All The Coronavirus Jargon Explained, From Self-Isolation To Social Distancing
No matter how cool-headed you are, the COVID-19 outbreak is scary. With the NHS and government releasing new information all the time, it can be difficult to make decisions about the best course of action to take, especially when there’s so much jargon flying around. So here's what terms like self-isolation and social distancing really mean in relation to the COVID-19 outbreak.
You may have heard your flatmate joke that they’re going into self-isolation, as they work from home but this isn’t what it means. According to Public Health England, you should self-isolate if you’re exhibiting symptoms of COVID-19 (fever and dry cough), suffering from other illnesses like cold or flu, or if you’ve been tested and are waiting on the results.
This means not going to work, school, or out and about. If you’re self-isolating then you should be in a well-ventilated space but stay away from anyone you live with and keep the door closed. If you live in a shared house then self-isolation may seem impossible, but if you do have to come out into shared areas then you should wash your hands thoroughly and wear a mask.
According to government advice, coronavirus can be spread when people with the virus have close contact with those who are not infected. You could be infected if you speak to someone who is carrying it for as little as 15 minutes. By reducing the amount of time you’re spending in public spaces, and the amount of non-essential public transport you take, the less likely you are to catch and spread coronavirus. It's for this reason that several major events around the UK have been cancelled over the last week.
This isn’t about staying in a room and not speaking to anyone, but be mindful of people who are more at risk like older people and people with pre-existing health conditions.
The Cambridge dictionary defines quarantine as “a period of time during which an animal or person that might have a disease is kept away from other people or animals so that the disease cannot spread.” Over the last couple of weeks countries have taken the measure to ban travel. People who’ve traveled back from the worst affected places like Italy have had to go into quarantine or self-isolation at home for two weeks. Similarly, the NHS has advised that anyone who thinks they’re exhibiting symptoms should self-isolate at home for seven days.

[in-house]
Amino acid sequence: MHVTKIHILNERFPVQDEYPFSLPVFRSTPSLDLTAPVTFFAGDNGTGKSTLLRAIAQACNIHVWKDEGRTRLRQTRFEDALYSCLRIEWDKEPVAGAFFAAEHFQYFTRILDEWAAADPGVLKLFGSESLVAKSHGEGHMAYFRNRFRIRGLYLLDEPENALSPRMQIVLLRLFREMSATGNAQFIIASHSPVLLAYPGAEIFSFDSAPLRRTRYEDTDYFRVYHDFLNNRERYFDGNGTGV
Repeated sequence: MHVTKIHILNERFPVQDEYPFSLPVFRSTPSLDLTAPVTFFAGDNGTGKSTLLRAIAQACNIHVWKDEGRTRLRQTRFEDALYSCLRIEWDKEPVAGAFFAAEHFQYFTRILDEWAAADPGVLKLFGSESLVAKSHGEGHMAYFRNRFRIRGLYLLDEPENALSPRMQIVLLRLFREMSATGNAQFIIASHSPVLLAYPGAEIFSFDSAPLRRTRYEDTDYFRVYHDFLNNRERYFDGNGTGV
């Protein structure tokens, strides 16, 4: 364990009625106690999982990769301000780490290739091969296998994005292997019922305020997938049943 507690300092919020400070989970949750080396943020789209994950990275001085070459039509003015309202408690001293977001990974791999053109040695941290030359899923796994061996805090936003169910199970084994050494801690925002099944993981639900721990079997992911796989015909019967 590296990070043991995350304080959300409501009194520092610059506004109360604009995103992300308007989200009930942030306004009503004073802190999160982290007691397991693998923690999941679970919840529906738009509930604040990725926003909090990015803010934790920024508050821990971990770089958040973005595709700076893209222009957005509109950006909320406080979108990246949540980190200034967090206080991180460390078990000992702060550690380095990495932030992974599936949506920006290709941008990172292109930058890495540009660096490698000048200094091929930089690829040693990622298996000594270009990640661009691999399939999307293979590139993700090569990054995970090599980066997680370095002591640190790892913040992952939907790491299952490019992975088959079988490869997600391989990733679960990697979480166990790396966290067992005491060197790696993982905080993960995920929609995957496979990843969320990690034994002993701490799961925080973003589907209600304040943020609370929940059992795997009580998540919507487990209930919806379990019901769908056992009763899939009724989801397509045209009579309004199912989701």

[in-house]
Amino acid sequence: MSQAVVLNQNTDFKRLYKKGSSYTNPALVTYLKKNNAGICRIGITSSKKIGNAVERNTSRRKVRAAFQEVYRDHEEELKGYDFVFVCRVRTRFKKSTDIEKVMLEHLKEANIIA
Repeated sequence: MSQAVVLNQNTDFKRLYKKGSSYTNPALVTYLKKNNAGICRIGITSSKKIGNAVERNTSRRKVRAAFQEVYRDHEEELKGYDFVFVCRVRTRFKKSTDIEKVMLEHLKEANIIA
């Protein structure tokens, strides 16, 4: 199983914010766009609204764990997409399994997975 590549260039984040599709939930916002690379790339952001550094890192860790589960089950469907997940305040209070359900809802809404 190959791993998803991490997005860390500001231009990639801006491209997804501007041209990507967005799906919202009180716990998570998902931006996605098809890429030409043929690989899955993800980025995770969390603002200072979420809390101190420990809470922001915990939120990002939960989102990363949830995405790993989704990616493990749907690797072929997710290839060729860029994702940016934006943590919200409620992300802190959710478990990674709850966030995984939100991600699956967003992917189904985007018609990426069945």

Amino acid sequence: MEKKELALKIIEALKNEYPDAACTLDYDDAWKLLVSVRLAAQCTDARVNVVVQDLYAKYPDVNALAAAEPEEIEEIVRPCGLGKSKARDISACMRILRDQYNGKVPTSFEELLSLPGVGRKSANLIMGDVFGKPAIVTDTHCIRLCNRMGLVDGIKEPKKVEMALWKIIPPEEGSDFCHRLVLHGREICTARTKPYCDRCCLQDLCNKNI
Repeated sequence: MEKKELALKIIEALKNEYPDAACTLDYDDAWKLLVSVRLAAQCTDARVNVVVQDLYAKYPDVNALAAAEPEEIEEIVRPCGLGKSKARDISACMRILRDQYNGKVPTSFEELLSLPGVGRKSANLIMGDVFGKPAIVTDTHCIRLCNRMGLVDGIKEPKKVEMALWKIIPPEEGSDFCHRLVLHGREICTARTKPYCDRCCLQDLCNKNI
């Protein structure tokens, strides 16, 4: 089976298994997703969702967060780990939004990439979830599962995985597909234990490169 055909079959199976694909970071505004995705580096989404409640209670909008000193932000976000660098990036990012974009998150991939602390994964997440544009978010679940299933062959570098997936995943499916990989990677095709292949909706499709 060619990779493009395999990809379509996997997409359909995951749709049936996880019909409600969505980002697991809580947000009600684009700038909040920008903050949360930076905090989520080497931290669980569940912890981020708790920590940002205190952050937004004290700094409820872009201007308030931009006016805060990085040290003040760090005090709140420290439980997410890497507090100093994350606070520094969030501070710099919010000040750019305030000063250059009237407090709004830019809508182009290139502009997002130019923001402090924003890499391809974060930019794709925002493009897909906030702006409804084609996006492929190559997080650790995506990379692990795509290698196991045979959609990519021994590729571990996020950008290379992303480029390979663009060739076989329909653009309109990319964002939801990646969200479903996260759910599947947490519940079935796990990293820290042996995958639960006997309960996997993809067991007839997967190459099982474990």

Some scientific advisors are telling the press and government that a high proportion of the UK population will and should get COVID-19. The most high profile example is the government's chief scientific adviser Sir Patrick Vallance, who told Sky News that 60 percent of the UK needs to get the illness in order to have herd immunity.
The Oxford Vaccine Group describe herd immunity as “when a high percentage of the population is vaccinated, it’s difficult for infectious diseases to spread, because there are not many people who can be infected.” While there’s no vaccine for COVID-19 at the moment, if enough people who are low risk contract the illness and then recover they may have immunity for a certain length of time. This means it's less likely to spread during the time that immunity lasts.
The COVID-19 outbreak has been described in a number of ways. You’d be forgiven for being confused about whether it’s an epidemic or a pandemic, considering they aren’t terms you usually throw around in everyday conversation. According to the World Health Organisation a pandemic is the global outbreak of a disease. Coronavirus was first described as an epidemic as that’s the rapid spread of a disease across a particular region or regions. However, it’s was classified as a pandemic on March 11 after spreading to every continent bar Antartica.
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If you think you’re showing symptoms of coronavirus, which include fever, shortness of breath, and coughing, call NHS 111 in the UK or visit the CDC website in the U.S. for up-to-date information and resources. You can find all Bustle’s coverage of coronavirus here, and UK-specific updates on coronavirus here.
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